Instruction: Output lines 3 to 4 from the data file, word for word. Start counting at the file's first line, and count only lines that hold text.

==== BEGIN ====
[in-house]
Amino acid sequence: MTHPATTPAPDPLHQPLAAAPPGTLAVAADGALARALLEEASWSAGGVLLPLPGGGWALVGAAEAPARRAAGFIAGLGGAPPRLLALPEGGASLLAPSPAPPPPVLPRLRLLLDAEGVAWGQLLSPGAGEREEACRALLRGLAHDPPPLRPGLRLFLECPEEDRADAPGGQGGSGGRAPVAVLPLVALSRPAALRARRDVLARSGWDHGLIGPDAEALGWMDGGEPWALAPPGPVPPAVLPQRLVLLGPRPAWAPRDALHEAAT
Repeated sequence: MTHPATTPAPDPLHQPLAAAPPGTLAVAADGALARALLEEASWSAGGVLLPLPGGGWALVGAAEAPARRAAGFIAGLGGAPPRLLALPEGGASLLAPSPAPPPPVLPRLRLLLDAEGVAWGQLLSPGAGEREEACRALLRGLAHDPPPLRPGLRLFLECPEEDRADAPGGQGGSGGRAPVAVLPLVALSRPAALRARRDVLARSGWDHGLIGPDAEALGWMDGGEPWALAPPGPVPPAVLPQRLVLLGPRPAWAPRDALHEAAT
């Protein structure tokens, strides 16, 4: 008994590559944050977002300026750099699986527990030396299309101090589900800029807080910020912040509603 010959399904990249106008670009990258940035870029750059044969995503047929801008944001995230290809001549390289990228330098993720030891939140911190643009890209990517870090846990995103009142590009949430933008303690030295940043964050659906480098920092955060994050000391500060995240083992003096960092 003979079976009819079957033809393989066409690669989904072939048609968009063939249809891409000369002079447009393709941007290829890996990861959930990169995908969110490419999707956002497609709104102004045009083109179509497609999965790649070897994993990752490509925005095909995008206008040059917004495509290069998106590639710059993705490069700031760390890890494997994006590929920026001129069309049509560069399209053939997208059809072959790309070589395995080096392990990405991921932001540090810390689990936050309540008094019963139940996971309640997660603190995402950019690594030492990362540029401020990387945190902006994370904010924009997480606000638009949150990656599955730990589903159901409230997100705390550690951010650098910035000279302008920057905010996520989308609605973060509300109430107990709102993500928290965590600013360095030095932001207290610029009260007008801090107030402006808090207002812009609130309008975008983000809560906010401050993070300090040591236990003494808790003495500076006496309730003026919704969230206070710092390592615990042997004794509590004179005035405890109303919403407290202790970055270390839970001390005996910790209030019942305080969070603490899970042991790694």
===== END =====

Repeated sequence: MTHPATTPAPDPLHQPLAAAPPGTLAVAADGALARALLEEASWSAGGVLLPLPGGGWALVGAAEAPARRAAGFIAGLGGAPPRLLALPEGGASLLAPSPAPPPPVLPRLRLLLDAEGVAWGQLLSPGAGEREEACRALLRGLAHDPPPLRPGLRLFLECPEEDRADAPGGQGGSGGRAPVAVLPLVALSRPAALRARRDVLARSGWDHGLIGPDAEALGWMDGGEPWALAPPGPVPPAVLPQRLVLLGPRPAWAPRDALHEAAT
């Protein structure tokens, strides 16, 4: 008994590559944050977002300026750099699986527990030396299309101090589900800029807080910020912040509603 010959399904990249106008670009990258940035870029750059044969995503047929801008944001995230290809001549390289990228330098993720030891939140911190643009890209990517870090846990995103009142590009949430933008303690030295940043964050659906480098920092955060994050000391500060995240083992003096960092 003979079976009819079957033809393989066409690669989904072939048609968009063939249809891409000369002079447009393709941007290829890996990861959930990169995908969110490419999707956002497609709104102004045009083109179509497609999965790649070897994993990752490509925005095909995008206008040059917004495509290069998106590639710059993705490069700031760390890890494997994006590929920026001129069309049509560069399209053939997208059809072959790309070589395995080096392990990405991921932001540090810390689990936050309540008094019963139940996971309640997660603190995402950019690594030492990362540029401020990387945190902006994370904010924009997480606000638009949150990656599955730990589903159901409230997100705390550690951010650098910035000279302008920057905010996520989308609605973060509300109430107990709102993500928290965590600013360095030095932001207290610029009260007008801090107030402006808090207002812009609130309008975008983000809560906010401050993070300090040591236990003494808790003495500076006496309730003026919704969230206070710092390592615990042997004794509590004179005035405890109303919403407290202790970055270390839970001390005996910790209030019942305080969070603490899970042991790694």